When you’ve found a business that’s the right fit, it’s easy to get carried away with plans for the future. But it’s important to focus on the nuts and bolts of your business acquisition – if you want to avoid finding any unwanted skeletons in the closet after you’ve signed on the dotted line.
The concept of due diligence is a simple one. It essentially involves thoroughly checking all the information the seller has provided – and any you’ve managed to uncover for yourself as part of your background research – to satisfy yourself that the business is a good prospect. It does involve going through everything with a fine-tooth comb from leases to liquidity but it’s the best way to weigh up the values and risks involved. And at the end of the process, you should be as sure as you can be that you’re getting everything you’re paying for.
Due diligence usually comprises a complete evaluation of a business’s legal, financial and commercial standing. Unless you’ve had extensive legal and financial training yourself, you’ll most certainly need professional advice here – from an accountant and a solicitor experienced in contracts. Your aim at this stage should be to approach the final stages of negotiations with full disclosure on every aspect of the business so you know exactly what you’re getting and whether the asking price is a fair one.
One of the first things you’ll investigate is the company’s financial position. A thorough examination of its incomings and outgoings, together with any future projections should justify the asking price; if it doesn’t, find out why not. As a minimum, ask to see three years’ worth of tax returns as well as balance sheets and cash flow statements.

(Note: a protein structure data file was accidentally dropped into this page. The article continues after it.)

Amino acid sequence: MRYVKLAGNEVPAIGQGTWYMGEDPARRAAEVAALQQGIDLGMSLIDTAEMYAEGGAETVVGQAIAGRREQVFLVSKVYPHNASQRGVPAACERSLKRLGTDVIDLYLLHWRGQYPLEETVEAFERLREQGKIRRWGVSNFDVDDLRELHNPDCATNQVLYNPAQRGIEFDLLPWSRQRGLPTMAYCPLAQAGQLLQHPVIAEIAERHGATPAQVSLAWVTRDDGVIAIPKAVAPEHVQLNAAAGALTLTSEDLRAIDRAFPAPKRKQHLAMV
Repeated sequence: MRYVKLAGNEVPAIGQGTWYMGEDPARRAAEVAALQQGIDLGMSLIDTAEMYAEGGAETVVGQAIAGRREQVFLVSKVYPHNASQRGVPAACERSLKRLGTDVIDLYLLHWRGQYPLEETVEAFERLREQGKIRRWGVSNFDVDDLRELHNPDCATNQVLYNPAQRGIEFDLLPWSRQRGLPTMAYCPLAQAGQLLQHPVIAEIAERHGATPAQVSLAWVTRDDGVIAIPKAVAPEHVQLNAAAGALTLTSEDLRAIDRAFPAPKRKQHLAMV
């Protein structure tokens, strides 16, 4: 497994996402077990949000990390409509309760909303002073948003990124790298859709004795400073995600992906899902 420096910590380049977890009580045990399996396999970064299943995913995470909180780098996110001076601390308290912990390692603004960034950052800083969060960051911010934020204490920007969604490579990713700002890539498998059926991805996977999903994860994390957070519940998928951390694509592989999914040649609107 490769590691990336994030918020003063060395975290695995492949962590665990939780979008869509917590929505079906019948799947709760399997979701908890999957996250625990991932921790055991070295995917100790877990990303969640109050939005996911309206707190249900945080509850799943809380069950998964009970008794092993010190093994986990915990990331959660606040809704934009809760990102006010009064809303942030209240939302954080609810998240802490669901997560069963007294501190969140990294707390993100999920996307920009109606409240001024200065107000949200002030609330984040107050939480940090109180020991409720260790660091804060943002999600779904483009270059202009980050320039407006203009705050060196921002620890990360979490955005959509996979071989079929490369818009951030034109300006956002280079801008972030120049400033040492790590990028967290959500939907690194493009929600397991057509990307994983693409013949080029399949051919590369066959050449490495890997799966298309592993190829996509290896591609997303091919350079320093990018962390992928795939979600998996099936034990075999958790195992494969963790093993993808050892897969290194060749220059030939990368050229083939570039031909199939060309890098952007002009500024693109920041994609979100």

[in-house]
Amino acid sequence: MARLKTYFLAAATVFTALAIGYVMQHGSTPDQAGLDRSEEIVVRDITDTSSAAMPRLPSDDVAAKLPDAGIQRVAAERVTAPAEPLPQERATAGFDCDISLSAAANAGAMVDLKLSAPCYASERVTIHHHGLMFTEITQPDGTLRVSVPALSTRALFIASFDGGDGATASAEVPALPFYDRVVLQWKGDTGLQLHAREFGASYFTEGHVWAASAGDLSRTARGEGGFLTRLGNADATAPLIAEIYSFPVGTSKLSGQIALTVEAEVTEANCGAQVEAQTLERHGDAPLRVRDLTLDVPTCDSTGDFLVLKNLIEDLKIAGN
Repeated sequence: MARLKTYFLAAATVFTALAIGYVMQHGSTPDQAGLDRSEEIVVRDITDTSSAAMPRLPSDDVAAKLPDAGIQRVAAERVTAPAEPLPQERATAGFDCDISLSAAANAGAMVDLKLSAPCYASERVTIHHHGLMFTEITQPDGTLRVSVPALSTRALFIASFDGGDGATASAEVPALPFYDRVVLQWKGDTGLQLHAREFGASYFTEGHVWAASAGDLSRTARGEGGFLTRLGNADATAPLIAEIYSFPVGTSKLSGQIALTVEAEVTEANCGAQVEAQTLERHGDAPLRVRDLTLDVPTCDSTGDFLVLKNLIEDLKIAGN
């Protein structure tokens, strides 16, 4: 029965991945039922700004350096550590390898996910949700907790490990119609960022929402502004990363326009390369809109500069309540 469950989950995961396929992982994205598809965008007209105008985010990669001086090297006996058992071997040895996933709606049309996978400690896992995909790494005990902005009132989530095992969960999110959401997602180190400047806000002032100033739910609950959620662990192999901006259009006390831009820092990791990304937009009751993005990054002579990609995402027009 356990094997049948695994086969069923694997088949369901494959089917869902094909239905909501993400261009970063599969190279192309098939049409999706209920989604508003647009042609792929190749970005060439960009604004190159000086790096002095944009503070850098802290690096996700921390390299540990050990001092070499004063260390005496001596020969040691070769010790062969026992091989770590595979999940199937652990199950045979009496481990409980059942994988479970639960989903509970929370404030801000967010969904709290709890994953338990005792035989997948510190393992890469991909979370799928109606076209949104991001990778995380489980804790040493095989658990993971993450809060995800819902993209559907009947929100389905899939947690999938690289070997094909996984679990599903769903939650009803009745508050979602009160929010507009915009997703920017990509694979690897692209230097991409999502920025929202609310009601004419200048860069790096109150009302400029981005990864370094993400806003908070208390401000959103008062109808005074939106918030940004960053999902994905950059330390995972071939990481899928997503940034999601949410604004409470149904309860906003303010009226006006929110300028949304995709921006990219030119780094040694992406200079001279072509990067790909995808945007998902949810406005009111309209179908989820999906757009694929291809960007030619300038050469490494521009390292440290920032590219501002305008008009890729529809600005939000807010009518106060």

It’s not unreasonable for the seller to ask you to sign a non-disclosure agreement before sharing sensitive commercial information with you, so be sure to expect this request. One important check to make is that bills are being settled – and payments received – regularly and on time as this is the sign of a well-run business. Accounts owing and overdue bills – as well as falling behind with tax payments – could indicate deeper problems. You’ll want to see that both profit margins and cash flow are in a healthy state and you should always factor in the costs of any bad debts.
Take more than a cursory look at sales records as they could give you a useful steer on the nature of the business. Analyse the figures to see how the company is performing and whether there are any significant spikes and dips that may correspond to seasonal patterns. It’s a good idea to ask your seller for figures on their top customers so you can explore their behaviour in more detail. If the seller doesn’t want to reveal their identities at this stage, they could employ a code.
You’ll also be keen to look at any business that’s in the pipeline. Examining a company’s financial history may give you a feel for how the business has grown over the last few years, but what you’re most interested in is how it’s set to perform in the future. A solid record of recurring business or forward bookings may give you more reassurance than any amount of historical figures.